A few weeks ago I attended the Virtual School Symposium, which is organized by iNACOL (the International Association for K-12 Online Learning) in Indianapolis. As mentioned by Susan Patrick, President and CEO of iNACOL, this conference has grown rapidly, from about 160 attendees five years ago to 1,910 attendees this year.
This reflects a larger trend of an increasing number of K-12 students who are taking online courses. Some students are in blended environments that combine online learning with face-to-face learning in a traditional “brick-and-mortar” school, while other students are enrolled in full-time virtual schools. A recent article in the Wall Street Journal with the title “My Teacher Is an App” states that there are “an estimated 250,000 students are enrolled in full-time virtual schools, up 40% in the last three years,” and that many new virtual schools are opening all the time.
As I browsed the exhibit hall on the opening evening of the conference, I noticed many companies competing for this growing field of online courses providers. But what surprised me most were the universities represented: Indiana, Michigan, Missouri, and Nebraska. As I have a bit of a coastal bias, it struck me as odd that the universities involved were not the big names from the east and west coasts.
I spoke to Bruce Colston from the Indiana University School of Continuing Education who explained to me that many of Midwestern universities have a long history of offering correspondence courses. I remember myself taking a few correspondence courses from one of them in the mid-90’s, which were based on reading articles, listening to cassette tapes, and filling in answers in a packet which I had to send in when I finished. The advent of the internet has greatly simplified the ability of these programs—which have served remote learners for decades—to offer their courses: PDFs of articles, links to videos rather than cassettes, Learning Management Systems rather than paper packets. It made me appreciate the role online learning has in the larger historical context of remote learning.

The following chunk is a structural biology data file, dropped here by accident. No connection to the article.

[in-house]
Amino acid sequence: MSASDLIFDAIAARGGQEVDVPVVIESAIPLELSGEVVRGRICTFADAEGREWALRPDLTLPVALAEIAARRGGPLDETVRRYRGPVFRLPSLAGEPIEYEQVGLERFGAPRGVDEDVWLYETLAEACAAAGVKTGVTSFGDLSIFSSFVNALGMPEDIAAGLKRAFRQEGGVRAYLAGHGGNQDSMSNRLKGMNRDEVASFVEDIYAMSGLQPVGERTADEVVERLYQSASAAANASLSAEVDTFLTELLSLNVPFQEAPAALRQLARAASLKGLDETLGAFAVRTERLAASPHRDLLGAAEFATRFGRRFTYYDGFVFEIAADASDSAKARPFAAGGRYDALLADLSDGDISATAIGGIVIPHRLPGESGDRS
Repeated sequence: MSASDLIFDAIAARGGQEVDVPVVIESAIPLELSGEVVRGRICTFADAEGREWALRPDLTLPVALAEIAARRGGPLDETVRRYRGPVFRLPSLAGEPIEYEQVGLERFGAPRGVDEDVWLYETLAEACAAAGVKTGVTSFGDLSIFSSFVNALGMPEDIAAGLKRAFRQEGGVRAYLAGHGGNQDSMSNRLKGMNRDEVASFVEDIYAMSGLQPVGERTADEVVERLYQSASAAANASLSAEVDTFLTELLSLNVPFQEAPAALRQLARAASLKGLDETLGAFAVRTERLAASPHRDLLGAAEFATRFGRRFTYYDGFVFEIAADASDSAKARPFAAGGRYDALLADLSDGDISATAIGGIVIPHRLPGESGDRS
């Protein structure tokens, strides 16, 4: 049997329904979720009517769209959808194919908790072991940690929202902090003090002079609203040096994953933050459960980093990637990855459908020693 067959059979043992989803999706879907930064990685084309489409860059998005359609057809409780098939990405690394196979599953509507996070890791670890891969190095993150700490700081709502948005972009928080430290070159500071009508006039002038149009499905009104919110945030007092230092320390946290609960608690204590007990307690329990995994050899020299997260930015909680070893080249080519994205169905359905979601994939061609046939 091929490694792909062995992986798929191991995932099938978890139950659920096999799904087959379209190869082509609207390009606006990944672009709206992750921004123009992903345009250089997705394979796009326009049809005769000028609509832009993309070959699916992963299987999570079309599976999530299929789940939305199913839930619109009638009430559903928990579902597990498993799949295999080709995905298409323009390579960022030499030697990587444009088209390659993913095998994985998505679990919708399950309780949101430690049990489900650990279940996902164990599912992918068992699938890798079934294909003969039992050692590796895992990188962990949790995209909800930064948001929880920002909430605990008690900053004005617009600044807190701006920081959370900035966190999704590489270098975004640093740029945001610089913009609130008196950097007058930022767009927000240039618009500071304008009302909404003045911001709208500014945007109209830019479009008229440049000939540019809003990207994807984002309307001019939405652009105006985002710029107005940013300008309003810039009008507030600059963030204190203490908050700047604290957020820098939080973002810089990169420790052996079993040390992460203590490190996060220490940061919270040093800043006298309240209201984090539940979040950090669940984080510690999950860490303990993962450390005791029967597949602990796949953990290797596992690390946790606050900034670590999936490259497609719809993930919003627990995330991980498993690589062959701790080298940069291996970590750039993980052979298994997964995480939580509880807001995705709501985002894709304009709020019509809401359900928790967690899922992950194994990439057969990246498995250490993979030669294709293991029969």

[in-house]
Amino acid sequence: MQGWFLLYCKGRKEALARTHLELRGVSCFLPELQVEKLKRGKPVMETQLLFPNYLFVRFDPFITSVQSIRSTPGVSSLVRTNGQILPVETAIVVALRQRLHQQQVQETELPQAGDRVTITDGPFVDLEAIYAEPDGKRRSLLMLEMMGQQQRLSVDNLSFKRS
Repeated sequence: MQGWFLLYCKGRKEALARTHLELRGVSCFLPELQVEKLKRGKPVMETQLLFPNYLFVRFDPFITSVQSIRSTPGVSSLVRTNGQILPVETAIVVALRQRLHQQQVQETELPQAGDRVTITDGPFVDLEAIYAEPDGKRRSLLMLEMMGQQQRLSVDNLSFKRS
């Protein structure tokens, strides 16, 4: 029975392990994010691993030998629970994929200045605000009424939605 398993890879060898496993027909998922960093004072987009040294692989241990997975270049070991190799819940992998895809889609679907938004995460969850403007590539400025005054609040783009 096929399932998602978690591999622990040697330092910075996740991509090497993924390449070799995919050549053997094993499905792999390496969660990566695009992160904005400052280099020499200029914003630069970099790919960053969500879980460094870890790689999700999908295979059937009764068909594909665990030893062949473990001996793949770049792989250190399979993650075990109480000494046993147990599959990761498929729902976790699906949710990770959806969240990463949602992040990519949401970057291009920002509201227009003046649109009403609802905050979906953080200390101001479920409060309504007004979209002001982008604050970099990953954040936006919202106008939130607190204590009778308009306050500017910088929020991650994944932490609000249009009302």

More generally, I can appreciate how blended learning could greatly enhance student learning. I can envision history courses in which students watch high quality PBS documentaries online, or foreign language courses where students watch (and listen) to foreign movies or videos. I see the need for AP or other specialized courses online for students in rural communities or in small schools with limited elective choices.
I’ve certainly found value in online courses I’ve taken as an adult, and more and more college students are taking some courses online as well. And there are courses that are no longer offered in traditional schools, such as Driver’s Ed., which I happen to know since my daughter turns 15 1/2 in three weeks. California law requires students under 18 to take an online course to obtain a learner’s permit.
But I find it hard to envision schools where students do not physically interact. I’m biased toward the belief that students actually need to learn how to deal with each other appropriately, and that learning (for better or worse) happens largely in non-virtual schools. In fact, despite the enthusiasm expressed for the burgeoning world of online learning, those I asked who are parents had their own children in traditional schools.
I also share the concerns expressed by others, such as those expressed by Will Richardson in his response to “My Teacher Is an App,” about the movement toward outsourcing education to profit-motivated companies, minimizing the role of the teacher, and undermining unions. To be fair, at the Virtual School Symposium, iNACOL was clearly honoring teachers and provided a vision of online learning that is still based on teachers.
For me though, I still feel that students, especially the younger they are, need to physically interact with their teachers and peers. And my daughter—despite spending a good deal of her time outside of school online—agrees with me.